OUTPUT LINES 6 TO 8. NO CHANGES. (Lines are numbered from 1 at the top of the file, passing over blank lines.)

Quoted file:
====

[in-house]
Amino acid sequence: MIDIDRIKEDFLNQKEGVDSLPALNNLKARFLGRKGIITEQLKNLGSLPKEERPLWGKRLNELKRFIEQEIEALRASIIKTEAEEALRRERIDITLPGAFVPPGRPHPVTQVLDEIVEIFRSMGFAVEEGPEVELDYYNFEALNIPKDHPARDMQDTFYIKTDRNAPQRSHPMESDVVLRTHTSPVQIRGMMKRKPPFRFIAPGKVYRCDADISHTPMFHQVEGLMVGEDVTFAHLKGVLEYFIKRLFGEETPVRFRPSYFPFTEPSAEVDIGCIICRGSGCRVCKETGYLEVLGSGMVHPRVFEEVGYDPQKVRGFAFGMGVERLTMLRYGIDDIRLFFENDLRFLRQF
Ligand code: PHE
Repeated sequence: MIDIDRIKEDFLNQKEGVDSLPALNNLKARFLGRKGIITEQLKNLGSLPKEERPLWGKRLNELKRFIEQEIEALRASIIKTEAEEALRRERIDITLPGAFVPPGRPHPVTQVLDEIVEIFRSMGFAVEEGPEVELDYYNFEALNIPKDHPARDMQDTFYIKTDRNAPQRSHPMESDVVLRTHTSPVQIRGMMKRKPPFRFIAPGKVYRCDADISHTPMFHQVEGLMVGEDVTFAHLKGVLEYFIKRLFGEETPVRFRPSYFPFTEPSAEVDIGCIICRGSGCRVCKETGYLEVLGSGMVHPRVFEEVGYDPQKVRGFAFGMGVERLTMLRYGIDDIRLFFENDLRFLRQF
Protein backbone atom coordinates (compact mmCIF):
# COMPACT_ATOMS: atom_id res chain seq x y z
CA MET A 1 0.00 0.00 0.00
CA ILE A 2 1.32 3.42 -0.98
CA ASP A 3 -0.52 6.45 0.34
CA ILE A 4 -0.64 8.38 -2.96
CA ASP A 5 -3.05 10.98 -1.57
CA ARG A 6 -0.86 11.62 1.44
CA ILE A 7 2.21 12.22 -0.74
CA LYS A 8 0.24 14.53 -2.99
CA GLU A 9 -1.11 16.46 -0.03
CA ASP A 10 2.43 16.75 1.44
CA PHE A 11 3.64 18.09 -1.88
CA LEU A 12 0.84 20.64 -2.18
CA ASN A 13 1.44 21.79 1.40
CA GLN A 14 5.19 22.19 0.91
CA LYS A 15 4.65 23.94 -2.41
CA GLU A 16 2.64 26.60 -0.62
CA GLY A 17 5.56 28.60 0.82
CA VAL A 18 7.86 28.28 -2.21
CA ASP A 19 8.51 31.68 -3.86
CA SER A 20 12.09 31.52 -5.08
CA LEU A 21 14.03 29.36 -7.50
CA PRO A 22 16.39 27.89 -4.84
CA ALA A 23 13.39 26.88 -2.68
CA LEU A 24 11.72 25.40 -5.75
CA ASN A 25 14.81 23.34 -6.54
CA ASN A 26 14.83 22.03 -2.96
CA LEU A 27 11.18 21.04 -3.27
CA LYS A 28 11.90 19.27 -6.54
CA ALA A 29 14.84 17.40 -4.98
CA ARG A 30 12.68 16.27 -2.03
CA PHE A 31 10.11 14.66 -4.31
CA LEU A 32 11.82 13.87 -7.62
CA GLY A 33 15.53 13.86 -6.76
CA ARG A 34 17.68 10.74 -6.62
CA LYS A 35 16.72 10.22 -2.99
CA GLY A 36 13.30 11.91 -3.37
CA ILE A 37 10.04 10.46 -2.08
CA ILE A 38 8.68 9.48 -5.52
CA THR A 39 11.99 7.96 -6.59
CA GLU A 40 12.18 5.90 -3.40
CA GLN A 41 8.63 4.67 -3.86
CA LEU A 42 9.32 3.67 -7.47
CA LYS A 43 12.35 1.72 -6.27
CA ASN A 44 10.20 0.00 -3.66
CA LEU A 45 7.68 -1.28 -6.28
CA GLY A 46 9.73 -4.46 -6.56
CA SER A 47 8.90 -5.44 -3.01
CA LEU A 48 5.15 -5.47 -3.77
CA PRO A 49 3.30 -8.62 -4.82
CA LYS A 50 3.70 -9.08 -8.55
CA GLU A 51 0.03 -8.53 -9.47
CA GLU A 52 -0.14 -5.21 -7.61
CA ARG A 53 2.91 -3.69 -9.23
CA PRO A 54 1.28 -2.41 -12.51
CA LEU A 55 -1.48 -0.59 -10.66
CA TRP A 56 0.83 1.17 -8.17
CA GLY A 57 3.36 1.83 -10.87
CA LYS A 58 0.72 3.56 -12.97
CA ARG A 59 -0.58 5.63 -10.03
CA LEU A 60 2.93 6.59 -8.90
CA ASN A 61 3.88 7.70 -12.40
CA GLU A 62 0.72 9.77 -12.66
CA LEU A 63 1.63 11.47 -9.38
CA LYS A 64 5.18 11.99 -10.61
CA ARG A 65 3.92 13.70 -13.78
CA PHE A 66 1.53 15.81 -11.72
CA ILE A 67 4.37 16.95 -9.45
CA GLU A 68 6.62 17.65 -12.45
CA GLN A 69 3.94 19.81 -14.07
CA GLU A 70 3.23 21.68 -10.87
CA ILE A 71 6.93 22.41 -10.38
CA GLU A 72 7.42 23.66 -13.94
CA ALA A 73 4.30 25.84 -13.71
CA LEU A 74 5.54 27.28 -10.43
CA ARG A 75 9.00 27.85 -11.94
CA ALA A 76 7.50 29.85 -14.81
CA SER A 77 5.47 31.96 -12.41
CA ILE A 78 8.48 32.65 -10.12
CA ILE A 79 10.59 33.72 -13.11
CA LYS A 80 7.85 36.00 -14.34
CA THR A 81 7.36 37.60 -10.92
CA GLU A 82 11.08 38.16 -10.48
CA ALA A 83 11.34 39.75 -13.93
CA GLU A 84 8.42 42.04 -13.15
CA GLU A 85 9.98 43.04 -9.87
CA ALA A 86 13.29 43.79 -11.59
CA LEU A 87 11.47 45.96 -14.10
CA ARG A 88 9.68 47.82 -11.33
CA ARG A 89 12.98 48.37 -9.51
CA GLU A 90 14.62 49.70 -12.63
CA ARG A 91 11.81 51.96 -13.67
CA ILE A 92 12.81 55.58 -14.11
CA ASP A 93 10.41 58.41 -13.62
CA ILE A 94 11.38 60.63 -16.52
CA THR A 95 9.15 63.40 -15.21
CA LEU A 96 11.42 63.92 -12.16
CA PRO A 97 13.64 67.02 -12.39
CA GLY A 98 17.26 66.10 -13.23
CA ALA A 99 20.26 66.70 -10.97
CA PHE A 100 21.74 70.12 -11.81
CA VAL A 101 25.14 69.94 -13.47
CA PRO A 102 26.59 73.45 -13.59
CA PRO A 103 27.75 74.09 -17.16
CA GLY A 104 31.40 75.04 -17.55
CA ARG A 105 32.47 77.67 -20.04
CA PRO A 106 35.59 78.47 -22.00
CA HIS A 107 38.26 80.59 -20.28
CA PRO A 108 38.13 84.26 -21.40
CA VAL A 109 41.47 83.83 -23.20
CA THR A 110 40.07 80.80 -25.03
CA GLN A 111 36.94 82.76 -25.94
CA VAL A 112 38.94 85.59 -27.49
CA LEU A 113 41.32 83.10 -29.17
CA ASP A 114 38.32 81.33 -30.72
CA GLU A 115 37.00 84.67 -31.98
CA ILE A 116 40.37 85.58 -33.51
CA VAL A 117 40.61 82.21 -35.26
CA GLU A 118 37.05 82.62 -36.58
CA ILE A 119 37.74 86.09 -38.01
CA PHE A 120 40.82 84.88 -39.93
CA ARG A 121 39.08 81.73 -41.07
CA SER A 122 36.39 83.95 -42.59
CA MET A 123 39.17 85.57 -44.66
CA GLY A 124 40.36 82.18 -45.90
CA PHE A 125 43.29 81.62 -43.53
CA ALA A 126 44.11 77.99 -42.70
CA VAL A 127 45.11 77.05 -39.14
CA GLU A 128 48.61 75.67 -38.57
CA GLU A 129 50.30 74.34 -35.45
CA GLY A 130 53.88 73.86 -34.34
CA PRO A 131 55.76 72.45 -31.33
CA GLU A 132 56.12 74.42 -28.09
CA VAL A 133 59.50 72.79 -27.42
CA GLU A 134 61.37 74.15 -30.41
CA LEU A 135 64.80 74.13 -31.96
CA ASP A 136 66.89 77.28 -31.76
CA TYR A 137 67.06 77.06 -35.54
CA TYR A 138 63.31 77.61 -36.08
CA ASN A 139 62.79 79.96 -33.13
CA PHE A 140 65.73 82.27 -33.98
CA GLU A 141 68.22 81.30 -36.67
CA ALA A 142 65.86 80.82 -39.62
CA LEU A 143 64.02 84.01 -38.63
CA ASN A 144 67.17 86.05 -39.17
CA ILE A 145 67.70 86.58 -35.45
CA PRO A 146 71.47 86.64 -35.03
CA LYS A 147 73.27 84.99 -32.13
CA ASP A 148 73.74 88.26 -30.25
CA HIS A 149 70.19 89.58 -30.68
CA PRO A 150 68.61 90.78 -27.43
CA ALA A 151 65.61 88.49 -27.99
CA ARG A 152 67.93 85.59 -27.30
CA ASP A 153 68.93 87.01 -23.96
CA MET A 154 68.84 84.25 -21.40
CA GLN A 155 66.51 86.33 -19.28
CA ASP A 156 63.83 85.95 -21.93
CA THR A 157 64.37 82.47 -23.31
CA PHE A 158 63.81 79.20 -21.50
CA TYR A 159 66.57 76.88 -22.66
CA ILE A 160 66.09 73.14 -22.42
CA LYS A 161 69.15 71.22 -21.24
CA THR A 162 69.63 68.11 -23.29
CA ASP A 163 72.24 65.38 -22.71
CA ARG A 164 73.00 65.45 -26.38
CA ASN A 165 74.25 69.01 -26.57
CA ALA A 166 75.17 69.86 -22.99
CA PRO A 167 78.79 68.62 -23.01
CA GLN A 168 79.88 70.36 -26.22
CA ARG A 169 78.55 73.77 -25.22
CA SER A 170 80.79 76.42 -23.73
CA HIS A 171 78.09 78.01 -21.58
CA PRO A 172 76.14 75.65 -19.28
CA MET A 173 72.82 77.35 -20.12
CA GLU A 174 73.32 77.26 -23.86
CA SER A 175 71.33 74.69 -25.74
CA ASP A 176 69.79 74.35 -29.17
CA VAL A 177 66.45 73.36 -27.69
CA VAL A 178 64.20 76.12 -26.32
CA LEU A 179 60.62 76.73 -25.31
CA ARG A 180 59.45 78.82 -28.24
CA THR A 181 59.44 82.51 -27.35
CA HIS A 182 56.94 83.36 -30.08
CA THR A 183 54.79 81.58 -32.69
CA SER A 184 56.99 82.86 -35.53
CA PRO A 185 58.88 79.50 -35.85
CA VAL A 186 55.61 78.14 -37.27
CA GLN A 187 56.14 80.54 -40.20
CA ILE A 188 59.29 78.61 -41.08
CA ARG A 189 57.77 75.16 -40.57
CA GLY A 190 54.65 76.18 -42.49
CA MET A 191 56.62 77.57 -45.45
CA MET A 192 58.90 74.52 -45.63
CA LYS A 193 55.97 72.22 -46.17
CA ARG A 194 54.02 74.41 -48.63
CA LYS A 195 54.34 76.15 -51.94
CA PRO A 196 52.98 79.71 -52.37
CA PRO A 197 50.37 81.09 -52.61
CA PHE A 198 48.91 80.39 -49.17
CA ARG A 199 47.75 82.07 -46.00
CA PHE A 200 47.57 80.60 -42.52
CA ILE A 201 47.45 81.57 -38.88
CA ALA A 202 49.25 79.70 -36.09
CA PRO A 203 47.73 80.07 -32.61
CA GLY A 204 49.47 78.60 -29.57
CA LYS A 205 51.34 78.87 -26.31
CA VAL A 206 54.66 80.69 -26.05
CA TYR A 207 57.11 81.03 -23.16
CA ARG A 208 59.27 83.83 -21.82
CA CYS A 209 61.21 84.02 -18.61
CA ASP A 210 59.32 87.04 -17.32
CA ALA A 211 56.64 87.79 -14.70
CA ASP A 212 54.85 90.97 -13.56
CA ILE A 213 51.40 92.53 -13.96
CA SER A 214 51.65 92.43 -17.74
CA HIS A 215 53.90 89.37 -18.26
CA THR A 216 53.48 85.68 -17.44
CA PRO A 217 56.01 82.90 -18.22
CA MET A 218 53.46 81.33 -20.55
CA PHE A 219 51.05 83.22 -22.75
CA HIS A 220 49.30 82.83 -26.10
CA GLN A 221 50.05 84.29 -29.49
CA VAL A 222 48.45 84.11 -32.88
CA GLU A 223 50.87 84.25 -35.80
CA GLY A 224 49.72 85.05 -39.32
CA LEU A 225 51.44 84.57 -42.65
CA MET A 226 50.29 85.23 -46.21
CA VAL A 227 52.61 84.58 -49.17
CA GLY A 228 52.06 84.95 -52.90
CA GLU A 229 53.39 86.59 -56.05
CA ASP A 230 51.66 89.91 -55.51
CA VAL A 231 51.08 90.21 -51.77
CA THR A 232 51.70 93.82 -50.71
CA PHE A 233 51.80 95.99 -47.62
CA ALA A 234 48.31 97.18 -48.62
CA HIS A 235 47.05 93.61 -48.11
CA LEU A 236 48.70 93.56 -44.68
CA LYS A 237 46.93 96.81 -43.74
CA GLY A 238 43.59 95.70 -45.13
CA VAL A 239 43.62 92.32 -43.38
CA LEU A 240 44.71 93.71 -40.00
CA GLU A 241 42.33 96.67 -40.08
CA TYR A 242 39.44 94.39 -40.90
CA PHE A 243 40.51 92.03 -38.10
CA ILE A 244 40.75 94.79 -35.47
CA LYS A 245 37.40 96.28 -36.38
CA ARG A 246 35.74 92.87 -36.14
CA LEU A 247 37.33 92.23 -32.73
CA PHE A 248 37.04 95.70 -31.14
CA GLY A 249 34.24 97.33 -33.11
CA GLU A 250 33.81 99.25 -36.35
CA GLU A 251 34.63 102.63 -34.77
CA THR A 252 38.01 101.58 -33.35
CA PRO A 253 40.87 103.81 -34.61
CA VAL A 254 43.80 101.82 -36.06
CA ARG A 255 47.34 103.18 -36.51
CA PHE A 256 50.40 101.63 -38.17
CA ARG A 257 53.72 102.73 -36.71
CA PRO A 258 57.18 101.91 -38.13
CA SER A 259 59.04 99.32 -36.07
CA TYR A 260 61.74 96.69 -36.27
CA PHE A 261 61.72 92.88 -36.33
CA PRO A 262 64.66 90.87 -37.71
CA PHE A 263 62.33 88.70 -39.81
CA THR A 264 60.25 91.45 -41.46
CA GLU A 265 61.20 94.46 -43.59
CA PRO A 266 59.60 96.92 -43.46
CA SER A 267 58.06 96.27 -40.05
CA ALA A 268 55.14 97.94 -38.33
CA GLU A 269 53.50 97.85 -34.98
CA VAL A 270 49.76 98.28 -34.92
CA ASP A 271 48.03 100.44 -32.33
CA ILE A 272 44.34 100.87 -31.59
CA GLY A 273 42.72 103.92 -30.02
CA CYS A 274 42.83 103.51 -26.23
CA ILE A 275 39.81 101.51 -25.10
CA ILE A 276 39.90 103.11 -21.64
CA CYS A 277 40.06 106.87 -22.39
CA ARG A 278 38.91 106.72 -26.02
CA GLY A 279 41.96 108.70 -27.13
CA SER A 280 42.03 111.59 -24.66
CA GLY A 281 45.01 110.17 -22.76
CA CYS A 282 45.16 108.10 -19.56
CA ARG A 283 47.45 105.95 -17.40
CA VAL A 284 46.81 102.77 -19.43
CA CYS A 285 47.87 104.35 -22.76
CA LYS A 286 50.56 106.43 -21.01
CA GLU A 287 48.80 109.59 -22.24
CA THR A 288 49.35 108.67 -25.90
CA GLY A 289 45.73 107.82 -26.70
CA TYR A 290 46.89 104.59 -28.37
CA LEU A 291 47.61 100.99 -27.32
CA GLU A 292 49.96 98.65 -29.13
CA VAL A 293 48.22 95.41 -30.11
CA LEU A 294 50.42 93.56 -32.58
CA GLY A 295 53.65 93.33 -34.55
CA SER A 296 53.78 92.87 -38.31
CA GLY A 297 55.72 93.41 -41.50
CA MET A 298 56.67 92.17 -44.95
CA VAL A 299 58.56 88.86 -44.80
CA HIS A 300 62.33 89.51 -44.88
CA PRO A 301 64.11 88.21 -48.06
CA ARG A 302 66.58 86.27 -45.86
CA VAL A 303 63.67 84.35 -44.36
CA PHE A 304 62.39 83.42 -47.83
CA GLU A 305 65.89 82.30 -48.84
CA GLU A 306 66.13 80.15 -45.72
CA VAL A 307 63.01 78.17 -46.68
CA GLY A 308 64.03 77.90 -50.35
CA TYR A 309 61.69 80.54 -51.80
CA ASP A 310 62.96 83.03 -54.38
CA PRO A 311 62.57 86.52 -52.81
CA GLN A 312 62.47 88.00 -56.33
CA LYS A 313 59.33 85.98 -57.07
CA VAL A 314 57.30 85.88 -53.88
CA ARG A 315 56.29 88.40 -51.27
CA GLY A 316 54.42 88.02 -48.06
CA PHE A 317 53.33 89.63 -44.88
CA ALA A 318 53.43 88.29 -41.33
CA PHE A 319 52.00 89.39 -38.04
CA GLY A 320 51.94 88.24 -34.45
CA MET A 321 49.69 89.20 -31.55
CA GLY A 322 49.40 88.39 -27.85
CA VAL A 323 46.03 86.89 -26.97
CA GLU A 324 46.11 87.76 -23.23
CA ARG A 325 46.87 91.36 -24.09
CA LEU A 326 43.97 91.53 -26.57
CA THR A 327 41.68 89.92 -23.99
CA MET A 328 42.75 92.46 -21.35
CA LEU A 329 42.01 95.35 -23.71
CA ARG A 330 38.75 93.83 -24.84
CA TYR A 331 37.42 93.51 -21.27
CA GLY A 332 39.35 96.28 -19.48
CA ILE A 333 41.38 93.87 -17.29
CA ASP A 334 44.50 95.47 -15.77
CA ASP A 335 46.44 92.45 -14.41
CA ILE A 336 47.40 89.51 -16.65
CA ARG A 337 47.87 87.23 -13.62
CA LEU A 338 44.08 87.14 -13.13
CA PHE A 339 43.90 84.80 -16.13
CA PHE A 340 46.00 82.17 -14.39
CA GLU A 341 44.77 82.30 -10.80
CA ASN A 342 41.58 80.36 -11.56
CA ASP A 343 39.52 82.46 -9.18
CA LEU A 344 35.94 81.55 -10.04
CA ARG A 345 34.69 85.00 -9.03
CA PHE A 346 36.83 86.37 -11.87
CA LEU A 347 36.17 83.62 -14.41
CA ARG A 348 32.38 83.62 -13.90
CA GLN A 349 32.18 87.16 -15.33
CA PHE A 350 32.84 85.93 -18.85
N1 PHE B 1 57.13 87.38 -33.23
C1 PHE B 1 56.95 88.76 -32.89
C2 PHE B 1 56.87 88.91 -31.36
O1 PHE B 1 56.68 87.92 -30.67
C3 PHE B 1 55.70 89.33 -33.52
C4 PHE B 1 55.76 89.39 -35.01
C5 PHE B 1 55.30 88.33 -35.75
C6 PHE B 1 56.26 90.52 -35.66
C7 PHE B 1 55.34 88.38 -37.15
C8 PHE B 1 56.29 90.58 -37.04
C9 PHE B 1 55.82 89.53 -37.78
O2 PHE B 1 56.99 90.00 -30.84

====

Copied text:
# COMPACT_ATOMS: atom_id res chain seq x y z
CA MET A 1 0.00 0.00 0.00
CA ILE A 2 1.32 3.42 -0.98